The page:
The women are giggling, as they load their stuff into the cab, which I always enjoy. Allie explains that she wanted Trump to avoid firing either of them, that this was their plan going in, which honestly should just show you how crazy these people go. "Cruel and unusual" is a magical phrase. But since that was made clear as a fantasy that runs counter to the entire show, they realized you "have to defend yourself." Which they did, I think, admirably, and only a little irritatingly. My inner Sean did not pull out its earplugs, for example. Not that I have a fucking inner Sean. "But we didn't do it by attacking each other's character," which is mostly true. Allie pats Roxanne sweetly and says that they are "proud of walking out with our dignity and integrity..." "And with our friendship," finishes Roxanne.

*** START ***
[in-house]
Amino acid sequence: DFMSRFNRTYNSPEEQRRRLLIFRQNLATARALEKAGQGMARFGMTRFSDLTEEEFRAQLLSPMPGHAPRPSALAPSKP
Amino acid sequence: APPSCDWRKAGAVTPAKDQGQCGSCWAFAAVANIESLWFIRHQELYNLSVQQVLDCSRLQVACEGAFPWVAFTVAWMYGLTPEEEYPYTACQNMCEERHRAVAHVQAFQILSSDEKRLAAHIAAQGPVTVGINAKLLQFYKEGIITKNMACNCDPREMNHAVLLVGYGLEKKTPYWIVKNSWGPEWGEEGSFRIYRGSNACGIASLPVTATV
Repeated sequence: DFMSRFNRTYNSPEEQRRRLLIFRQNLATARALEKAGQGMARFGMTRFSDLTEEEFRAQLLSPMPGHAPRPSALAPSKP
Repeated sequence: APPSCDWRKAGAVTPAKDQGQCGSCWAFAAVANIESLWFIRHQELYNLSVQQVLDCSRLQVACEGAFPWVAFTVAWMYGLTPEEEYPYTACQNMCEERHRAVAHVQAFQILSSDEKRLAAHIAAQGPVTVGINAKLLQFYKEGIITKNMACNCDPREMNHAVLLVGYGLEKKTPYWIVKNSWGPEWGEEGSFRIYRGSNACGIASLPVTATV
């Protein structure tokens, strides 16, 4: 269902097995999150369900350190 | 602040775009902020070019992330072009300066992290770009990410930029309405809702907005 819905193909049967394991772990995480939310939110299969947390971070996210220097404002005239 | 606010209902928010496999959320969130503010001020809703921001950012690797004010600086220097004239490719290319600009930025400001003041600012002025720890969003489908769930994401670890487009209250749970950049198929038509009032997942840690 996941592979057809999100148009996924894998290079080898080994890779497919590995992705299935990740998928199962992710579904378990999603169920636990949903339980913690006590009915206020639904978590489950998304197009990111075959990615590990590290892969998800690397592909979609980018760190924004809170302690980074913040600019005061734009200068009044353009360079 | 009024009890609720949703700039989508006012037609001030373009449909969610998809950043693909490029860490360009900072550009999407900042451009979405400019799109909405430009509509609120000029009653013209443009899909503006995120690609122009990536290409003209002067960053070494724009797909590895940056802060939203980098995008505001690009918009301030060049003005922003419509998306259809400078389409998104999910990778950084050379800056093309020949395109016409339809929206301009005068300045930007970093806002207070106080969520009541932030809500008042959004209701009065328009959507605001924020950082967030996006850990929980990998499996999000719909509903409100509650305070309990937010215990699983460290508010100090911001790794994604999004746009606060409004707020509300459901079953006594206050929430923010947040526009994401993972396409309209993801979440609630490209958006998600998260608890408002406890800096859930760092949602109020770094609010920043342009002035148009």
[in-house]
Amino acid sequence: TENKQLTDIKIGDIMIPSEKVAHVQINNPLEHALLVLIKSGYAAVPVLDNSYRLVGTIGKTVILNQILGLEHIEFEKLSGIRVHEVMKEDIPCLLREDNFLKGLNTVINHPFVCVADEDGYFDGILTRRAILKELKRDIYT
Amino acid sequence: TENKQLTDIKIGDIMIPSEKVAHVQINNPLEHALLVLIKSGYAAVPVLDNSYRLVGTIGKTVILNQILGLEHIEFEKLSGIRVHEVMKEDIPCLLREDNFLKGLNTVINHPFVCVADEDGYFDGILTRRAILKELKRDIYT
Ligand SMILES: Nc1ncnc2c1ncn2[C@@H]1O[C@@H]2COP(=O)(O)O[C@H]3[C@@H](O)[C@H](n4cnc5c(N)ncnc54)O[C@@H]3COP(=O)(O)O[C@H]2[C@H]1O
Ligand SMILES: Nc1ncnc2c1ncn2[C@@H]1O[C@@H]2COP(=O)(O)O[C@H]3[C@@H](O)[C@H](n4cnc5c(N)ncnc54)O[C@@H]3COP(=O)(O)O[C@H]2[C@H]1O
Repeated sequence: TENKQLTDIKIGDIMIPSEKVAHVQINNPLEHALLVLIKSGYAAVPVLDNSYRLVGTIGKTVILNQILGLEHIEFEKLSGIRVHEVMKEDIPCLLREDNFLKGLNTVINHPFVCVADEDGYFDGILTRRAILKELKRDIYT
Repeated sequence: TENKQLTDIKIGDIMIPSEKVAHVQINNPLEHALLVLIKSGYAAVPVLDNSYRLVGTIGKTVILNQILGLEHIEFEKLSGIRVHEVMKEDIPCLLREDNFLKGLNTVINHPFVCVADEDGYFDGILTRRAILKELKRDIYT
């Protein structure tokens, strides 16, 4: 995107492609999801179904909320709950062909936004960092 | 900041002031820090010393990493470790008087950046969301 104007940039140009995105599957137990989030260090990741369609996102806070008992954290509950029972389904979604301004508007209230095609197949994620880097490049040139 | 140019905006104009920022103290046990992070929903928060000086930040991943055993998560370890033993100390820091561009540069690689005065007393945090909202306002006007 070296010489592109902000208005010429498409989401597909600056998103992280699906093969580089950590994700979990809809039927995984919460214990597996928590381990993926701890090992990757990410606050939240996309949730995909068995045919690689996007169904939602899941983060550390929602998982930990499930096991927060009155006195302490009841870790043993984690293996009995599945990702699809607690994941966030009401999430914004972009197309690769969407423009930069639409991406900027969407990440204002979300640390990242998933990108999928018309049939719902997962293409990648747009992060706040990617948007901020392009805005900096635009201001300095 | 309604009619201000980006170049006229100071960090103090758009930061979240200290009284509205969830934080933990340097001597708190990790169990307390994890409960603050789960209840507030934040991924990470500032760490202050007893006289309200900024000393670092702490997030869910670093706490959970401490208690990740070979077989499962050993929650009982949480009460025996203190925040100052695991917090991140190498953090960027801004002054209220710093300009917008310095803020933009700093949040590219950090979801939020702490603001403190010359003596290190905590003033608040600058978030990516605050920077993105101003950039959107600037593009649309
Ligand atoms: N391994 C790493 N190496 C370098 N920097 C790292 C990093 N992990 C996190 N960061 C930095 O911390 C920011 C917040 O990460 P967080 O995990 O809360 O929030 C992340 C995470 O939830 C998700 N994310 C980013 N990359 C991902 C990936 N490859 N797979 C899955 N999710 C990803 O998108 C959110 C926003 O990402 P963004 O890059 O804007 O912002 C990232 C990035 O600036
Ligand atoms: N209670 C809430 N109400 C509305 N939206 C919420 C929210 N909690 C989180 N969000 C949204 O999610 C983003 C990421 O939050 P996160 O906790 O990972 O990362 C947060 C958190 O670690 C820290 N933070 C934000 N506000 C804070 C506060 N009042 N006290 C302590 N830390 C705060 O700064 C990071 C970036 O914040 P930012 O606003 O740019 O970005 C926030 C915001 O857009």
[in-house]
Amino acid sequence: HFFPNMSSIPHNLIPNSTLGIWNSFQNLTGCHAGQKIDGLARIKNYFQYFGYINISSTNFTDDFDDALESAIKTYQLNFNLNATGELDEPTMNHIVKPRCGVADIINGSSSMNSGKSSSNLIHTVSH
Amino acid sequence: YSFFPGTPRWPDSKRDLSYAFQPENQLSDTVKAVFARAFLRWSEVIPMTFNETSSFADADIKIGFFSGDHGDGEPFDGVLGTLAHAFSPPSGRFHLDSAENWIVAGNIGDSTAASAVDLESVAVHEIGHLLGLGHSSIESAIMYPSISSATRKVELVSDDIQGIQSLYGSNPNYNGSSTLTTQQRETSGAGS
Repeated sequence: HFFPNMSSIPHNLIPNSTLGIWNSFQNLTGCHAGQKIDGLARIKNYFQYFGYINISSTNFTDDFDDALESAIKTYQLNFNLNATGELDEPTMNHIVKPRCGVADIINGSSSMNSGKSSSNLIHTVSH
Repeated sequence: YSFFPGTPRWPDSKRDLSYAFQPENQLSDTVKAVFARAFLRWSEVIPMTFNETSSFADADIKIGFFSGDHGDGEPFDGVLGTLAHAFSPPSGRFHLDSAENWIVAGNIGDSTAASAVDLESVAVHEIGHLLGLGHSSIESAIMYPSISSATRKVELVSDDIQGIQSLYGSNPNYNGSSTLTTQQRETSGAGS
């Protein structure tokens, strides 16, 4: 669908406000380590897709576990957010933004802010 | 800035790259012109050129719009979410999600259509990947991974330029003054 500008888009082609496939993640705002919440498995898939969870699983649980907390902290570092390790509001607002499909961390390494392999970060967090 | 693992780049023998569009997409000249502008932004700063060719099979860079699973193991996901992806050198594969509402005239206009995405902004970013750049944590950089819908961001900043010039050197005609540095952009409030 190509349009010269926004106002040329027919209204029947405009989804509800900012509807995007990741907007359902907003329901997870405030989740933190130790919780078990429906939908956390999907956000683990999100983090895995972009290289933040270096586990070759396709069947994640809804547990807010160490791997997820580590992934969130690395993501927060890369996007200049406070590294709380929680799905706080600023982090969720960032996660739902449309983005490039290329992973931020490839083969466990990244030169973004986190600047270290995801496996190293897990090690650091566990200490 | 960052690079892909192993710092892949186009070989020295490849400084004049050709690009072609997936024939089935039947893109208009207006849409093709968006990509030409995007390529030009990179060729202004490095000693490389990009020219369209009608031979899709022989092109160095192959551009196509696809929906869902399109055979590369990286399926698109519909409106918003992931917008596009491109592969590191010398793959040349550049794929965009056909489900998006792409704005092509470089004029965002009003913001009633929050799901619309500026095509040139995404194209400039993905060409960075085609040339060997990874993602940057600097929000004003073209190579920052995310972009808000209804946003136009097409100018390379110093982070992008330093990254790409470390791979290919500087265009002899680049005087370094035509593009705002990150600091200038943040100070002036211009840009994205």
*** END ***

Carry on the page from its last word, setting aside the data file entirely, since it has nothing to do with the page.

Which is kind of a middle finger to the firing, which we've seen before -- Michael's was memorable -- but every word, I'm down with. Right cobra, wrong reason, again. Basic '70s feminist black-and-white issues, again. Maybe the lesson learned is that, if those are the bastards setting the standard, sometimes you have to swallow it and meet the standard, and do whatever you can to avoid walking into those traps, and that sometimes no matter how well you do it, you're still going to get smacked by it. Pick it up and keep going. The F4 Utopia was never going to happen, and you spent your time putting eggs in that basket when you should have been working out a better strategy. You should have noticed that women on this show are all whores eventually, and refused to give him even a hint of conflict to hang his nasty little hat upon. You don't have to deal with reality 24/7, but you gotta at least give it a seat at the table. One of the most influential things I ever read was an interview with Roseanne Barr (I think it was Barr at that point, again): sometimes, basically, you give the blow job, and work your way up in the company, and when you can, you fire the guy who demanded the blow job. Preferably after humiliating him. Because the hero in your movie is you, and he's just a supporting character. It's harsh, and icky, and the world has changed since then, for the better, but it's still something I think about from time to time. At least as a metaphor, I mean. What do you take me for?